Toddler Hearing Test

E&L had tubes placed in their ears earlier this year after a series of ear infections and constant fluid in their ears. In addition to the effect so many courses of antibiotics would have on them, we were also worried about their hearing and speech development — if they couldn’t hear, how could they learn to talk?

So we had the tubes placed and it was relatively quick and easy (as far as surgery goes — it’s still not great to hand your baby off to a nurse and know they’re going to be put under general anesthesia) and afterward they could hear! And they started to talk! But part of the Ear Nose and Throat doctor’s follow-up care involves tests to make sure that they’re hearing well. L passed his right away, but E has never passed her tests.

The audiologist has to place an instrument in the outer ear that makes sounds and measures the ear’s response to it (an Otoacoustic Emissions test, or OAE). They get best results when the child is still and quiet, so, you know. Difficult for a toddler to achieve. Plus, frankly, the audiologists at the ENT’s office never seemed willing to try very hard to make it work. They wound up referring us to a hearing specialist to do more and different tests to see if they could get a passing result for her. She was so cooperative and good! Her left ear got a passing result right away, but then she wanted to move and talk a bit while the doctor was testing her right ear. She was able to measure the response she wanted, but not at a high enough level for a pass.

The next step was to let her respond to stimuli in the booth. This was kind of fun to experience. E got to sit in my lap inside the sound proof booth while the doctor was outside observing. The doctor made sounds at different levels on E’s right and left side to watch her look for the source. My job was to be so quiet and still and not consciously or subconsciously cue E to look in any particular direction — just keep her comfortable and calm. She passed this test at normal levels and did great. Then, while we were still in the booth, the doctor tested her speech comprehension by asking her to touch her nose. At first, E didn’t seem to want to respond. I know she knows this because she has been playing touch-your-nose forever, but she can be a contrary little soul. So when she didn’t touch her nose after several requests, I kind of shrugged at the doctor through the window, like, enh, you win some, you lose some. But then E decided to get on board with the game and proudly showed off her nose, eyes, and ears while also waving and grinning at the doctor. Yay!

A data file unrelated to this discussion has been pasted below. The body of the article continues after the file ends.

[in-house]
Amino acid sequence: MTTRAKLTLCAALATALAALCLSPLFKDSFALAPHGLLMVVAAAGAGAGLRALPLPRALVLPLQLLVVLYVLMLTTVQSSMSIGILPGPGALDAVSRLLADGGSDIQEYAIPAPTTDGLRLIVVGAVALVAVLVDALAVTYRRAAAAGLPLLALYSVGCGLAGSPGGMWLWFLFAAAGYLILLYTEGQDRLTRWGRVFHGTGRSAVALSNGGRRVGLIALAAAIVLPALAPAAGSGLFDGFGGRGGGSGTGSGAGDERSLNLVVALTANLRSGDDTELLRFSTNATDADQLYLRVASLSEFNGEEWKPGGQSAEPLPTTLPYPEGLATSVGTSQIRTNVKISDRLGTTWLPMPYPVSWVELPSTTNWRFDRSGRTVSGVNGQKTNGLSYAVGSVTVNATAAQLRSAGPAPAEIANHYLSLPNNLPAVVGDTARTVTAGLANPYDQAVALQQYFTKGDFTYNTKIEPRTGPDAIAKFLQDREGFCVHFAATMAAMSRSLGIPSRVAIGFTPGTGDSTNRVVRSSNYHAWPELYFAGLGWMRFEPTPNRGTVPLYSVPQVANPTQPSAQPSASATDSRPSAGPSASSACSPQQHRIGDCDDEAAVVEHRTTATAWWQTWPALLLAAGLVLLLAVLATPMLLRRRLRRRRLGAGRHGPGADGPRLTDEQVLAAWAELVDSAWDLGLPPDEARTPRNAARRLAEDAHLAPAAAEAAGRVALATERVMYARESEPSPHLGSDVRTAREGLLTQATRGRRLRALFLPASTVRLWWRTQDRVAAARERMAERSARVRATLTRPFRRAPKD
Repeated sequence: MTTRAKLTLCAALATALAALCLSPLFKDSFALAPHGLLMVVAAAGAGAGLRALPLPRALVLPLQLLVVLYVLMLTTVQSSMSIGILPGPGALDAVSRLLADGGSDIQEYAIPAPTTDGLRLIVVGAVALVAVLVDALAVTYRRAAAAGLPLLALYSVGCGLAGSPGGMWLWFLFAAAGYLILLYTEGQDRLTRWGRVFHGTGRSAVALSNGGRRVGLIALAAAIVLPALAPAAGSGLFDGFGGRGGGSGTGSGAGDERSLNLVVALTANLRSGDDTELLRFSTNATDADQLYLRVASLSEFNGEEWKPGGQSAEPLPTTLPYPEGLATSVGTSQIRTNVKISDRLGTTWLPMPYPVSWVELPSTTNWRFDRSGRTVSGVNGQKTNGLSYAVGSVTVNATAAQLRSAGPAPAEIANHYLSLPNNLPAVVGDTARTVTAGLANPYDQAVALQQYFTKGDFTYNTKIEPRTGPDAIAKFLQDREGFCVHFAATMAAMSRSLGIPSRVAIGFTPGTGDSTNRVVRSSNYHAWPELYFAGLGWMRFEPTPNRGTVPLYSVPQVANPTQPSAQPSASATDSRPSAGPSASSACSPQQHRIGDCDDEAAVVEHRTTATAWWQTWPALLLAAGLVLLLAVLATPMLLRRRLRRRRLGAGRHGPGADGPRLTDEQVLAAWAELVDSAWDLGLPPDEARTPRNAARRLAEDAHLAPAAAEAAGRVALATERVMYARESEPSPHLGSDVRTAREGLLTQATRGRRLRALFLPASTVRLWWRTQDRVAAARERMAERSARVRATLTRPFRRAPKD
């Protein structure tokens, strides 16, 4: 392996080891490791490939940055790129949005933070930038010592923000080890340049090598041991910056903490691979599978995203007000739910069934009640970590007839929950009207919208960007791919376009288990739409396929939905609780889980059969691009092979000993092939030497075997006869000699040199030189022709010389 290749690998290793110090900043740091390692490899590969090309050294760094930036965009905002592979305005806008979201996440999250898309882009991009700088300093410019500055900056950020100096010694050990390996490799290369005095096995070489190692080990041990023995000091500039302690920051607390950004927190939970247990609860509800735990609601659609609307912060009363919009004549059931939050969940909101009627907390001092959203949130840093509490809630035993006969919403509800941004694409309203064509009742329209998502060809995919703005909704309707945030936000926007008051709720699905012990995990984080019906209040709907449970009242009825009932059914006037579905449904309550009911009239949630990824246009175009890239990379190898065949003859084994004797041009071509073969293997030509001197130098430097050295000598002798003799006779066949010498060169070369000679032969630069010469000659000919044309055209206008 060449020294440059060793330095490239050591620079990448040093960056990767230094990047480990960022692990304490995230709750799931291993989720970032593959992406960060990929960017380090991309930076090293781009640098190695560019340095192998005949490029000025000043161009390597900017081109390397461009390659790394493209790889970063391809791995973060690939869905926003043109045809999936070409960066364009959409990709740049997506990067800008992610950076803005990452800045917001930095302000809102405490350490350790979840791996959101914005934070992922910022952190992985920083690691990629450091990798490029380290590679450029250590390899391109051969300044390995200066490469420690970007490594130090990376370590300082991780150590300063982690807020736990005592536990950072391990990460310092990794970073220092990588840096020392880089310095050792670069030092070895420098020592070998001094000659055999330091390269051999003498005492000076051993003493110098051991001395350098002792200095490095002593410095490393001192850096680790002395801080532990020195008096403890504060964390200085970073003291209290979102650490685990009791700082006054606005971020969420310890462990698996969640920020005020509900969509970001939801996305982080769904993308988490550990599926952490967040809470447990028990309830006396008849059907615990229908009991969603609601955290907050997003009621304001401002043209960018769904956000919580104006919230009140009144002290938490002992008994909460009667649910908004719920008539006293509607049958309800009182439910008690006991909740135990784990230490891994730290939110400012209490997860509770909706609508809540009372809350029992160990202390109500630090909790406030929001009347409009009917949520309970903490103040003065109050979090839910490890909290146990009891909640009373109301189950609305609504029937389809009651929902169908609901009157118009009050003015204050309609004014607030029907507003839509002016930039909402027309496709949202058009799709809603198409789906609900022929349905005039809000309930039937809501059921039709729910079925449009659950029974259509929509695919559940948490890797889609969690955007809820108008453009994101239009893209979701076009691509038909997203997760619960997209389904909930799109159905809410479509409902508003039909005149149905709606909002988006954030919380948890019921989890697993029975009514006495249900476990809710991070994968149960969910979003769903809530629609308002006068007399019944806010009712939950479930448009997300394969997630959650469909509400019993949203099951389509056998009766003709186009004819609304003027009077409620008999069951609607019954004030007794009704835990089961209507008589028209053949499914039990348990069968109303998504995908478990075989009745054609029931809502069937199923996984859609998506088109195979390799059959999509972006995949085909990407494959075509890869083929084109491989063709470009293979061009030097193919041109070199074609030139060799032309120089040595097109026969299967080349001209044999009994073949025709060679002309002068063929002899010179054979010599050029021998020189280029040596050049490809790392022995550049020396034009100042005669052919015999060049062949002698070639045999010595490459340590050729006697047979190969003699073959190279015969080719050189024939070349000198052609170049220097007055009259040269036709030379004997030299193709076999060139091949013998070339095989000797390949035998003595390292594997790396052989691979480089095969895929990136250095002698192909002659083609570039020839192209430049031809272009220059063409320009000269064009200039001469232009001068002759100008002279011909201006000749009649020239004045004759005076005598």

File Nov 27, 7 34 50 PM

So the upshot today was that the left ear is totally fine. The right ear may have failed the OAE due to noise/movement, or she may have failed because sometimes tubes cause them not to see the desired OAE response. But she’s doing great with her hearing and speech development and the doctor had zero concerns right now. If we start to have concerns in the future, we can go back, but otherwise we’re good to wait until her next six-month follow-up at the ENT. I wish we could have just gotten a straight pass on the OAE for both ears, but I guess this is still fine so I’ll take it.

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